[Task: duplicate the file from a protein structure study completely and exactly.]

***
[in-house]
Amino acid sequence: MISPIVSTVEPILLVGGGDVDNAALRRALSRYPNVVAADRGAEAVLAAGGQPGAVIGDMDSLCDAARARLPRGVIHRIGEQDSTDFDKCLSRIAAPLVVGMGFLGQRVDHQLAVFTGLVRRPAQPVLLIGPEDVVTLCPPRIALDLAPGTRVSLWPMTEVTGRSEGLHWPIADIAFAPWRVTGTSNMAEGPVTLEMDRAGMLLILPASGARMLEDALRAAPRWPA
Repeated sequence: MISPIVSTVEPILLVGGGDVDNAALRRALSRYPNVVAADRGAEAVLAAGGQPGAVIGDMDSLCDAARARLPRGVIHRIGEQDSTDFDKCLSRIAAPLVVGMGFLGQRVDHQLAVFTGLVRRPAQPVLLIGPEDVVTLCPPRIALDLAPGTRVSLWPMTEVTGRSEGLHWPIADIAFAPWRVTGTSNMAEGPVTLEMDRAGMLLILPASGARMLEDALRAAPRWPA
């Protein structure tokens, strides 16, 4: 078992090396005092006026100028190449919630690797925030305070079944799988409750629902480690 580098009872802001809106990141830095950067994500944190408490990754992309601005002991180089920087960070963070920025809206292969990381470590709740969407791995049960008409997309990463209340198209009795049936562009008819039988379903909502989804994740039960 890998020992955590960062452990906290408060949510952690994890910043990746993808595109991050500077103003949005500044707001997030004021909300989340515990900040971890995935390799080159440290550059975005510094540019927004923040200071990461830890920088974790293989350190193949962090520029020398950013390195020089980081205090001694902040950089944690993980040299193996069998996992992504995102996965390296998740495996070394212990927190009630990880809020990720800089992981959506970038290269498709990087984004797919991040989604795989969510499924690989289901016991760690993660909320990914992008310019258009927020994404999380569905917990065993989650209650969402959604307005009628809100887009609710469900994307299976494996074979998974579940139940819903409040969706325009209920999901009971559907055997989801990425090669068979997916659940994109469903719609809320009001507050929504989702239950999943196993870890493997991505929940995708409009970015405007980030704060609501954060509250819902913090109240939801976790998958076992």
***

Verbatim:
[in-house]
Amino acid sequence: MISPIVSTVEPILLVGGGDVDNAALRRALSRYPNVVAADRGAEAVLAAGGQPGAVIGDMDSLCDAARARLPRGVIHRIGEQDSTDFDKCLSRIAAPLVVGMGFLGQRVDHQLAVFTGLVRRPAQPVLLIGPEDVVTLCPPRIALDLAPGTRVSLWPMTEVTGRSEGLHWPIADIAFAPWRVTGTSNMAEGPVTLEMDRAGMLLILPASGARMLEDALRAAPRWPA
Repeated sequence: MISPIVSTVEPILLVGGGDVDNAALRRALSRYPNVVAADRGAEAVLAAGGQPGAVIGDMDSLCDAARARLPRGVIHRIGEQDSTDFDKCLSRIAAPLVVGMGFLGQRVDHQLAVFTGLVRRPAQPVLLIGPEDVVTLCPPRIALDLAPGTRVSLWPMTEVTGRSEGLHWPIADIAFAPWRVTGTSNMAEGPVTLEMDRAGMLLILPASGARMLEDALRAAPRWPA
């Protein structure tokens, strides 16, 4: 078992090396005092006026100028190449919630690797925030305070079944799988409750629902480690 580098009872802001809106990141830095950067994500944190408490990754992309601005002991180089920087960070963070920025809206292969990381470590709740969407791995049960008409997309990463209340198209009795049936562009008819039988379903909502989804994740039960 890998020992955590960062452990906290408060949510952690994890910043990746993808595109991050500077103003949005500044707001997030004021909300989340515990900040971890995935390799080159440290550059975005510094540019927004923040200071990461830890920088974790293989350190193949962090520029020398950013390195020089980081205090001694902040950089944690993980040299193996069998996992992504995102996965390296998740495996070394212990927190009630990880809020990720800089992981959506970038290269498709990087984004797919991040989604795989969510499924690989289901016991760690993660909320990914992008310019258009927020994404999380569905917990065993989650209650969402959604307005009628809100887009609710469900994307299976494996074979998974579940139940819903409040969706325009209920999901009971559907055997989801990425090669068979997916659940994109469903719609809320009001507050929504989702239950999943196993870890493997991505929940995708409009970015405007980030704060609501954060509250819902913090109240939801976790998958076992």